Add in the remaining chopped scallions and plate it up with some white rice.
On a side note, anyone want to go in with me on a large quantity of  kosher fermented black beans? Big plans, folks, big plans….


Vegetable & Tofu Lo Mein

After a 3-day holiday run, I’m all about easy meals this week. Here’s a meal idea that is always on the back-burner in our house.

Every so often, I crave lo mein. Not the cheap “chinese” restaurant lo mein you get for $4 on any random NYC street corner. I crave a good, flavorful but simple lo mein. With really good noodles. Good veggies. A bit of tofu. There’s an Asian marketing near me that carries a good variety of kosher and authentic noodles. While there, I stock up on rice noodles, egg noodles, rice vermicelli, and lo mein of course.  The fresh lo mein noodles last indefinitely in the freezer. They are good to have on hand for a rush dinner.

We always have veggies lying around. So this is a perfect way to use up those odds and ends sitting in your fridge. The dish is also flexible enough that you could throw in some frozen veggies as well.

Vegetable & Tofu Lo Mein

1/2 onion, chopped
1 package of fresh lo mein noodles
5 cloves garlic, chopped
small nub of ginger, chopped
1 tbsp. veg oil
1 tsp. sesame oil
1 container tofu, drained and cubed
assorted veggies, cut up  – some ideas: mushrooms, peas, broccoli, pepper, baby corn, zucchinni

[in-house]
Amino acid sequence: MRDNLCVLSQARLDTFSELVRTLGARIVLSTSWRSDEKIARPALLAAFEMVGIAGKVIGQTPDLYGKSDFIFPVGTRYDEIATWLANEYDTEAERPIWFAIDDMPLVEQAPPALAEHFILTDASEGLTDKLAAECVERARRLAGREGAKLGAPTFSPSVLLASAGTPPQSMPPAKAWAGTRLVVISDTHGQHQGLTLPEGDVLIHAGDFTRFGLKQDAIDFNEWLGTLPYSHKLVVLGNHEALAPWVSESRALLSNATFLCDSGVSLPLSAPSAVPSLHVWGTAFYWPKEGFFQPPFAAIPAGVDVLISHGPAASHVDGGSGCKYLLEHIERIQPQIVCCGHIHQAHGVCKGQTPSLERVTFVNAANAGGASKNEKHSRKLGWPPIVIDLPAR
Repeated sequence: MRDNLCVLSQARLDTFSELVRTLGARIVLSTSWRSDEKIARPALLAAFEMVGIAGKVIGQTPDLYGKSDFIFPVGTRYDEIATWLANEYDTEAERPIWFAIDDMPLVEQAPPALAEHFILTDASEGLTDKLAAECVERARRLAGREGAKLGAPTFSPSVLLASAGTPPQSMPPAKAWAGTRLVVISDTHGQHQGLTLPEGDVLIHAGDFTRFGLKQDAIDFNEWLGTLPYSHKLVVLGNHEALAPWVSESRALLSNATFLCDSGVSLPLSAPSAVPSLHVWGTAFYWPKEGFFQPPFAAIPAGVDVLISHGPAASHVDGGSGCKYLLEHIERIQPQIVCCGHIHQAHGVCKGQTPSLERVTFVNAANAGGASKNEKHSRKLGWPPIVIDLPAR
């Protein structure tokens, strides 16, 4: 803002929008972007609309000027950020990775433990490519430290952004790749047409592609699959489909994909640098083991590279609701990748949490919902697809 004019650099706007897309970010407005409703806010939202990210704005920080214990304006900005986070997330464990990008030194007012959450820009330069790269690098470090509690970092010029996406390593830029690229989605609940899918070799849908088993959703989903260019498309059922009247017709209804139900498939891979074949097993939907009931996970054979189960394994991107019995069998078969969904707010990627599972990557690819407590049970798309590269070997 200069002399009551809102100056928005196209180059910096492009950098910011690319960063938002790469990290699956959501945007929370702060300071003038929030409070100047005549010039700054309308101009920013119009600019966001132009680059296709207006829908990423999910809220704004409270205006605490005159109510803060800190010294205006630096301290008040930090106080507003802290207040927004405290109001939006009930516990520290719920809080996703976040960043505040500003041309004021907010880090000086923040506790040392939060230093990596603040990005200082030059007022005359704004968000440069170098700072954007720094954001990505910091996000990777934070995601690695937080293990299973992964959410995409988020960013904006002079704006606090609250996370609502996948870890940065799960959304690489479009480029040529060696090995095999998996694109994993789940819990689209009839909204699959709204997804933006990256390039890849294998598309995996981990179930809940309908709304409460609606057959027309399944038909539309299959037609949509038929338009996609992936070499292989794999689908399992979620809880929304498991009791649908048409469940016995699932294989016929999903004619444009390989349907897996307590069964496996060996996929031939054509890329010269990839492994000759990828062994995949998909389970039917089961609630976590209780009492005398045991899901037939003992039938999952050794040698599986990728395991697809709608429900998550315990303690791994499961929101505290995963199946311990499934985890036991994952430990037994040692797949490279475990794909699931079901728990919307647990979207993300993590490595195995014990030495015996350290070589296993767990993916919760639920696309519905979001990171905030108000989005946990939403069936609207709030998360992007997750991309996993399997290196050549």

2 tbsp. dark soy sauce (I used a mushroom flavored variety)
1 tbsp. sriracha – or less, to taste
1/4 cup of vegetable broth
chopped scallions
salt (to taste)
red pepper flakes (to taste)

Cook the noodles in water for a minute or two. If you don’t have fresh lo mein noodles, you can substitute a spaghetti noodle. Drain the noodles and set aside.

Heat the vegetable oil and sesame oil in a large wok.

Add in the onions, garlic and ginger.

Add in the drained tofu and cook for a few minutes on high.

Stir in the cut up vegetables. Whatever veggies you’d like.

When the vegetables have softened a little, but still crisp, add in the soy sauce, broth. and sriracha. Taste a bit and see if it needs more chili flakes or salt, etc.

Stir in the lo mein noodles. Let the noodles mix with the sauce and veggies.  Make sure all noodles are coated.

Garnish with raw scallions.




Meatless Monday: Vegan Tofu Balls!

My ten-year-old daughter couldn’t stop laughing when I told her we were eating “vegan tofu balls” for dinner.

“You said balls, Mom! You said BALLS!”

Oy vey! I am sure I was like that when I was ten. She doesn’t even know what BALLS are, but she knows that they’re something to talk about. Lucky me.

I feel like I get all my meal ideas from Pinterest lately. It’s all house and food porn on that site and I keep getting sucked in. While perusing Pinterest, I came across Post Punk Kitchen’s recipe for tofu balls.  Looked pretty easy. I recently made a big batch of spinach and walnut pesto. I decided to try to adapt the recipe a bit and make them gluten free to serve with the pesto and and some pasta.  Lo and behold, it was a hit! So happy I found the recipe!

Tofu Balls
slightly adapted from Post Punk Kitchen

1 lb. extra firm tofu, mushed up

1 medium onion, chopped
3 cloves garlic, chopped
5 mushrooms, chopped
3 tablespoons soy sauce
3 tablespoons peanut butter
1/2 cup gluten free “bread crumbs” or corn flake crumbs
2 tsp. oregano
2 tsp. garlic powder
2 tsp. basil
2 tsp. thyme
red pepper flakes (optional)
Rice flour for rolling balls in
Vegetable oil for frying or baking spray

In a large mixing bowl, mix everything up except for the flour and the oil. I used my cuisinart to chop the veggies up.

Roll mixture in to 1-inch balls. It’s best to use your hands for this.

Roll the tofu balls in the rice flour and pan fry until light brown on all sides.

You can also choose to bake in the oven on a sprayed baking sheet at 400 until done. You will want to flip them to ensure even browning.